SHELBY COUNTY, TX (KTRE) - A civil lawsuit. A Texas ranger investigation. A justice department investigation. A district attorney resignation. It's the elements of a suspenseful book or movie. But none of it is made up.
It's what sets the stage for five candidates wanting to become the next district attorney for Shelby County.
Lynda K. Russell's resignation as Shelby County district attorney came at the height of the Tenaha scandal. It's alleged Russell and other officials committed highway robbery through an improperly run drug interdiction program.
The resignation opened the door for five candidates.
The candidates are not involved directly, but they're aware until the truth is known their integrity is scrutinized closely.
Criminal attorney John R. Smith wrestled with the decision to run. He and his wife's close friendship is now strained.
"As the problems with the district attorney's office and the criminal judicial system as a whole started to evolve I just knew that I could do the job and maybe better than anyone else, so I decided to run," Smith said.
Smith had already been DA for Shelby County. At this stage of his career he hadn't considered returning, but the theme of his favorite painting spoke to him.
"And the name of it is justice," Smith said.
Swift justice is what this criminal attorney is after.
"The first day I took office in 1993 we had a jury trial," Smith said. "The last week I was in office four years later we had a jury trial. In between that four-year period we tried and moved more cases than any other district attorney office in the history of this county."
In addition he wants law and order among those enforcing the law.
Karren Price wants to restore integrity and trust to the office. She's been a Shelby County district attorney too and chose prosecution as her career.
"Given the history and the situation with the caseload at this point and time I think experience counts even more than it ever has and it's because of that I think I'm head and shoulders above anyone else in the race," Price said.
Price is now a college professor but says if she returns to law it's the first order of business to search out any tainted filed in the DA's office.
"To be sure that there is some integrity to what's there," Price said.
Second challenge is to send a clear message out to law enforcement.
"Demanding that they meet a really high standard," Price said.
There are candidates with no ties to the district attorney's office. That's a bonus in the eyes of Cornelia Hartman.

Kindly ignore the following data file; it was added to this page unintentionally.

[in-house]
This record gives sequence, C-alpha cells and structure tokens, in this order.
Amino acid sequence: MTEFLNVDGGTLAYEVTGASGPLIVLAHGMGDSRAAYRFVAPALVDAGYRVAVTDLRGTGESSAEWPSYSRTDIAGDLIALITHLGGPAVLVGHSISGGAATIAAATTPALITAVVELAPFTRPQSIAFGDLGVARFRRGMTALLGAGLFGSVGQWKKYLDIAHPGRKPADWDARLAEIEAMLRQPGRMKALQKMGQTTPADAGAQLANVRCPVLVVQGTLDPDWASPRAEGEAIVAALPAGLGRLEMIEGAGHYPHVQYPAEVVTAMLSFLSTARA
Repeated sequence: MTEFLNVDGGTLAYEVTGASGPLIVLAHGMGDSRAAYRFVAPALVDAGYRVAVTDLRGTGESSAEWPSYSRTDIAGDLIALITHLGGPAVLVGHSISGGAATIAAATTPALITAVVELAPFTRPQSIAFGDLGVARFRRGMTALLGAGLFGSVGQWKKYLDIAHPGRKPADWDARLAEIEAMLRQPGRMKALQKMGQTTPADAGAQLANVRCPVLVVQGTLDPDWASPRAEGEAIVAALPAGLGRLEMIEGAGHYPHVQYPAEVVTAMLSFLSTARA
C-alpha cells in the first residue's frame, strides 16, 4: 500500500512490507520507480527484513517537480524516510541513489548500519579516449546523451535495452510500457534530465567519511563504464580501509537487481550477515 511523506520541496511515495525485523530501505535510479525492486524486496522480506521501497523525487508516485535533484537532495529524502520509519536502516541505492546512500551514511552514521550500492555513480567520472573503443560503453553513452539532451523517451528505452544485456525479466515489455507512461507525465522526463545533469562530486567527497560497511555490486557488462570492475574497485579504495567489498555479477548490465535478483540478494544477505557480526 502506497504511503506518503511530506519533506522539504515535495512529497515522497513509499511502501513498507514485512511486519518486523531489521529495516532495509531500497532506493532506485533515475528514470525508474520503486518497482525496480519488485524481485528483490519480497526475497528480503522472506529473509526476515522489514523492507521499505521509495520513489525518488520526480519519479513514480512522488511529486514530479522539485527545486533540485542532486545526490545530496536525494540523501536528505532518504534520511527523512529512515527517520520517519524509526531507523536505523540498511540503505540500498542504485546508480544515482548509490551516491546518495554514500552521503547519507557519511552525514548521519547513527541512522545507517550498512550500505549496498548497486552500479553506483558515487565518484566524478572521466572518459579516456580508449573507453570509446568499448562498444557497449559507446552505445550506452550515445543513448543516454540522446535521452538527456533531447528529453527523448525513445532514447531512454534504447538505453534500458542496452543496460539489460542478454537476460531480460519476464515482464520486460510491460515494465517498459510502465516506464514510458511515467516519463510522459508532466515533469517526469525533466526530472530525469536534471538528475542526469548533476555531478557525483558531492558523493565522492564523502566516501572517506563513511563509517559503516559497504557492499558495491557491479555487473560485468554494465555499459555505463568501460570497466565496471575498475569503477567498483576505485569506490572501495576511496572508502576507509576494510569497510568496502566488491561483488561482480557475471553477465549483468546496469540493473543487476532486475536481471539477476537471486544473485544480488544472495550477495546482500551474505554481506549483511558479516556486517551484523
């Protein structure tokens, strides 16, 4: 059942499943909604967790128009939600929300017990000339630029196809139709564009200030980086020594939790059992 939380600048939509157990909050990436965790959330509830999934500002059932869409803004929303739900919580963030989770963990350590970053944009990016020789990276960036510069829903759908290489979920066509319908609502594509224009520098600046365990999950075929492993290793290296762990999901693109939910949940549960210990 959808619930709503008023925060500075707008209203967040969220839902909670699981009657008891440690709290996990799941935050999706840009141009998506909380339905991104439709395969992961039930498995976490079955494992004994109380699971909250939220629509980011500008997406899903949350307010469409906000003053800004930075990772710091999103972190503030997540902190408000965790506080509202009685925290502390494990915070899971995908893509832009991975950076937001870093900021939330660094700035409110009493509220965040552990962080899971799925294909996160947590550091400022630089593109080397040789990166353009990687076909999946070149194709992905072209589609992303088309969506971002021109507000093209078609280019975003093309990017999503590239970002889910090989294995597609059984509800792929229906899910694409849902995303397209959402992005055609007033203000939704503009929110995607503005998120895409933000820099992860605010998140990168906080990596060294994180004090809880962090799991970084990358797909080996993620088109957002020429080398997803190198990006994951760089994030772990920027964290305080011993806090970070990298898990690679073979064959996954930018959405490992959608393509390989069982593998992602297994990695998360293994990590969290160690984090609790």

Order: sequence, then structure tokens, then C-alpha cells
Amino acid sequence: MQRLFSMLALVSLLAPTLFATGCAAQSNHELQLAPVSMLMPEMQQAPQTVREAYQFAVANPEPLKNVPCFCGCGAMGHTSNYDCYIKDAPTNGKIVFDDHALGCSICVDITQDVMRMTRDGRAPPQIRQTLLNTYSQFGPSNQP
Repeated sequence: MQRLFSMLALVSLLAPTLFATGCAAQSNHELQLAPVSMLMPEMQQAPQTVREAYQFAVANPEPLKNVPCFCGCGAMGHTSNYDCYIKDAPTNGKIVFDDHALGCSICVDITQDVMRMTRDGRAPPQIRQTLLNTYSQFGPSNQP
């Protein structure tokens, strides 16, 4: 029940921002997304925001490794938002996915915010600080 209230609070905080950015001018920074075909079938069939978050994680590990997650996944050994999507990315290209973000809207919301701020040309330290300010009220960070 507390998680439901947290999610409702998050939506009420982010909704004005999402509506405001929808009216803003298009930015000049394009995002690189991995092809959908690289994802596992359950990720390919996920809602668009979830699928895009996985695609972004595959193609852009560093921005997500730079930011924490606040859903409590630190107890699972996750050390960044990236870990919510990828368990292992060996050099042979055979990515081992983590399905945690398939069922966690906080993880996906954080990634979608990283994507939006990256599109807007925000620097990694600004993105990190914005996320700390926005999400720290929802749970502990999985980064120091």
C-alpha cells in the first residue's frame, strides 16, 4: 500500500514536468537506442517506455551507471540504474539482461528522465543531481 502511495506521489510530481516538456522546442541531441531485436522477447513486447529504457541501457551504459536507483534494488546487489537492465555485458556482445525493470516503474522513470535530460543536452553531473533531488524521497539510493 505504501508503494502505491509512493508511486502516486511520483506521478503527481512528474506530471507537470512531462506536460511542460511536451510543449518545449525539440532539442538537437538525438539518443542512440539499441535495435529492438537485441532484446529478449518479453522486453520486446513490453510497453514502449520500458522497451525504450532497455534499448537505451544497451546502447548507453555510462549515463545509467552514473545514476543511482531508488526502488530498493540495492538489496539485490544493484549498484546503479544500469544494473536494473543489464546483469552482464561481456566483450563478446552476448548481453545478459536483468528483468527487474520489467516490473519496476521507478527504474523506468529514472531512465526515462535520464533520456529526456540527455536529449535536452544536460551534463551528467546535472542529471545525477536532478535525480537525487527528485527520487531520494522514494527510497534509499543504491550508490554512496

"It's a fresh page for Shelby County," Hartman said.
Hartman has the trust of her pooch Bhangi. She believes she's got it with the voters too. It's something that comes from running a private practice for 16 years.
"I already have a base in the community of trust so I don't think it will be all that hard because I think a lot of times the trust factor is associated with the people," Hartman said.
Next big challenge is getting a hold on the docket.
"I don't see any reason to let an opportunity to have a jury trial go by when we have got 420 on the docket," Hartman said. "Well if they're settled that's one thing. If they're just passed the docket is getting out of control."
Shelby County Assistant District Attorney Kenneth Florence is facing some of that caseload right now. The Republican contender wasn't interviewed for this story as he didn't respond until well after the extended deadline.
Then there's Stephen Shires. He's unopposed in the Democratic primary.
"It's really good cause all the rest of the folks are wondering, have been wondering when their election is," Shires said. "I know when mine is. Mine is in November."
Unlike the other candidates, Shires doesn't talk too much about the problems the DA's office has experienced.
"I'm not a part of any of that and so it's really not something that matters to me," Shires said. "One of the reasons why a lot of people are going to vote for me is because they know I'm trustworthy."
Shires campaigns little tolerance for drug dealers and rehabilitation for addicts. And no matter the crime, Shires wants matters addressed quickly.
"Every case needs attention," Shires said. "It needs to be resolved in a matter that justice dictates and I will do that. I will put the time. I will put the energy to make sure that happens."
No matter how good a lawyer they may be, it's trust and integrity the voters are wanting.